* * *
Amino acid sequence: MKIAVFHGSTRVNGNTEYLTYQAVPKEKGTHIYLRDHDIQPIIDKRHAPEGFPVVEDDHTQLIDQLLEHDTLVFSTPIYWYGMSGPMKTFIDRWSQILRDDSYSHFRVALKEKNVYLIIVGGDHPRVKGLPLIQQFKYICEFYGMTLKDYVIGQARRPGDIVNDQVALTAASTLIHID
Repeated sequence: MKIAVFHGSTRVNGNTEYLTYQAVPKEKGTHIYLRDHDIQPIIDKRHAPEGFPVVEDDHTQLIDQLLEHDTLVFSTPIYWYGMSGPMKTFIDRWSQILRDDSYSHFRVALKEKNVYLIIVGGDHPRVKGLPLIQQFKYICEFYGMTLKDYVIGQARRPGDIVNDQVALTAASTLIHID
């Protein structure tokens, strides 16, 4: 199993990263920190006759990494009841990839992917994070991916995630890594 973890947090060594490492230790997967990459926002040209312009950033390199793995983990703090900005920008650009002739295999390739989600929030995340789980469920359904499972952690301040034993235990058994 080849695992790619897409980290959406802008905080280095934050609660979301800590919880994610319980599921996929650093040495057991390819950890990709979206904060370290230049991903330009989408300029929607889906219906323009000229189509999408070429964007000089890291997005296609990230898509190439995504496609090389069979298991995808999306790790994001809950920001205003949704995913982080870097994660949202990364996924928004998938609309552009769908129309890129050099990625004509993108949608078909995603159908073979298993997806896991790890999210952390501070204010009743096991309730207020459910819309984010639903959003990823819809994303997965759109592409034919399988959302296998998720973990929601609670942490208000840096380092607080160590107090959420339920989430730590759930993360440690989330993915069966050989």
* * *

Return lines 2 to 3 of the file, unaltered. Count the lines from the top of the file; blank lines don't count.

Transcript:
Repeated sequence: MKIAVFHGSTRVNGNTEYLTYQAVPKEKGTHIYLRDHDIQPIIDKRHAPEGFPVVEDDHTQLIDQLLEHDTLVFSTPIYWYGMSGPMKTFIDRWSQILRDDSYSHFRVALKEKNVYLIIVGGDHPRVKGLPLIQQFKYICEFYGMTLKDYVIGQARRPGDIVNDQVALTAASTLIHID
């Protein structure tokens, strides 16, 4: 199993990263920190006759990494009841990839992917994070991916995630890594 973890947090060594490492230790997967990459926002040209312009950033390199793995983990703090900005920008650009002739295999390739989600929030995340789980469920359904499972952690301040034993235990058994 080849695992790619897409980290959406802008905080280095934050609660979301800590919880994610319980599921996929650093040495057991390819950890990709979206904060370290230049991903330009989408300029929607889906219906323009000229189509999408070429964007000089890291997005296609990230898509190439995504496609090389069979298991995808999306790790994001809950920001205003949704995913982080870097994660949202990364996924928004998938609309552009769908129309890129050099990625004509993108949608078909995603159908073979298993997806896991790890999210952390501070204010009743096991309730207020459910819309984010639903959003990823819809994303997965759109592409034919399988959302296998998720973990929601609670942490208000840096380092607080160590107090959420339920989430730590759930993360440690989330993915069966050989």